One of the goals of the Serious Games Initiative is the use of games in education, training, health, and public policy. This is pretty much invisible to most players. However, it's not as crazy as it might sound. In 1988, a psychiatrist, a journalist, and a psychologist created Therapy: The Game. In 2005, TriKing Games released the collectible card game Anachronism that was promoted by the History Channel. People don't think of board games or card games as serious either, but there is the potential to release such games.
I have a collection of links on education topics: Educational Uses of Role-Playing Games. This includes an essay of my own, entitled "RPG Realism & Education".
We're all familiar that "role-playing" techniques are often used in psychology. There was a 1988 article by therapist John Hughes entitled "Therapy is Fantasy: Roleplaying, Healing and the Construction of Symbolic Order". He documented his work with "Malori", a 27-year-old college-educated Australian woman who role-played and particularly played a young Englishman called John "Jack" Hargreaves. His summary is: "I have explored in detail one case in which the conscious manipulation of personal symbols has led to a reorganisation of frames of meaning with a resulting personal empowerment and an eventual return to health. The case is unusual in that it has not dealt with an established healing system but one synthesised in extremis by an exceptional individual utilising symbolic frameworks available to her. As such it stands as one further example of the pervasive power of symbols in our daily lives."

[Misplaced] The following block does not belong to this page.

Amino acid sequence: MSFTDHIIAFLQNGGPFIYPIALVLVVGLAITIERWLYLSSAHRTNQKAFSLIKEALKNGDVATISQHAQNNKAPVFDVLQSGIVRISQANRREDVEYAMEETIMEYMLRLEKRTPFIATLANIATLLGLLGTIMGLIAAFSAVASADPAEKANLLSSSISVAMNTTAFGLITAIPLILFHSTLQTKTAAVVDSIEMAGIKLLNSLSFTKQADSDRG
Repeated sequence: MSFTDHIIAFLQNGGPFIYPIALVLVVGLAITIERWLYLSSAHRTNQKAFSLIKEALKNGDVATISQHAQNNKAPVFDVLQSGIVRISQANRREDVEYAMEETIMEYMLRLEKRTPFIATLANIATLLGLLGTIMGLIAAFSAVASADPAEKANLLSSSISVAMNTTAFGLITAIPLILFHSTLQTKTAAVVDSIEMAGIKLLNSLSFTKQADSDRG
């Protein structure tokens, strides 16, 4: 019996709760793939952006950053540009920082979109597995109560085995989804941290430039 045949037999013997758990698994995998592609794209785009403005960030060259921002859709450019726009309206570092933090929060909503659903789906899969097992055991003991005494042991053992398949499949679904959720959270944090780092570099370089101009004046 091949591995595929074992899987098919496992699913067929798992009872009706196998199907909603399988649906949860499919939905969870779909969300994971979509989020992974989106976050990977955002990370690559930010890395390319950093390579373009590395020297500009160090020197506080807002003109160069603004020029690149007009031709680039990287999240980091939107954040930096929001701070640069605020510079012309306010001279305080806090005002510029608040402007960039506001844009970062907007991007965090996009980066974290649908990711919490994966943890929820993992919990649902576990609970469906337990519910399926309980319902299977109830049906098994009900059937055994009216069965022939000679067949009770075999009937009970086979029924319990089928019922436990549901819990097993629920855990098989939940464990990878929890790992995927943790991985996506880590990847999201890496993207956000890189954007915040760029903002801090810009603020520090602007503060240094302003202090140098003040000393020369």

I think that an RPG that deliberately encouraged such uses would have to be written by an experienced psychologist or psychiatrist. However, I think it is interesting to note documented power of not just role-playing techniques, but specifically tabletop role-playing games.
In general, I think design of RPGs for serious uses should involve at least consultation with experienced professionals. Still, it's not rocket science. I've played Anachronism, for example, and its historical information isn't intimidating. I wouldn't want to discourage educational material in RPGs by setting an unrealistically high bar.
There are two different kinds of education we're talking about here. There's educating in terms of knowledge, which is sometimes patronising but never in any way harmful, and then there's educating a person's character - in the "spirit" or "inner nature" sense, rather than the rpg sense.
Exercises which attempt to educate people's characters are controversial, as they often cause suffering, and can be cruelly manipulative, with consequences unplanned for and negative. Considering for example The Third Wave, to my knowledge no-one has thought to enquire after the subsequent fates of the students involved.
Hm. The Third Wave seems hardly typical of character-building exercises. I had cited it as an extreme case rather than a typical one.
Among both kids and adults, what I would consider typical character-building exercises would be teamwork and trust building exercises -- falling and catching, pairing, and so forth. These are quite common and considered uncontroversial as far as I know. The other common example that springs to mind is Model U.N.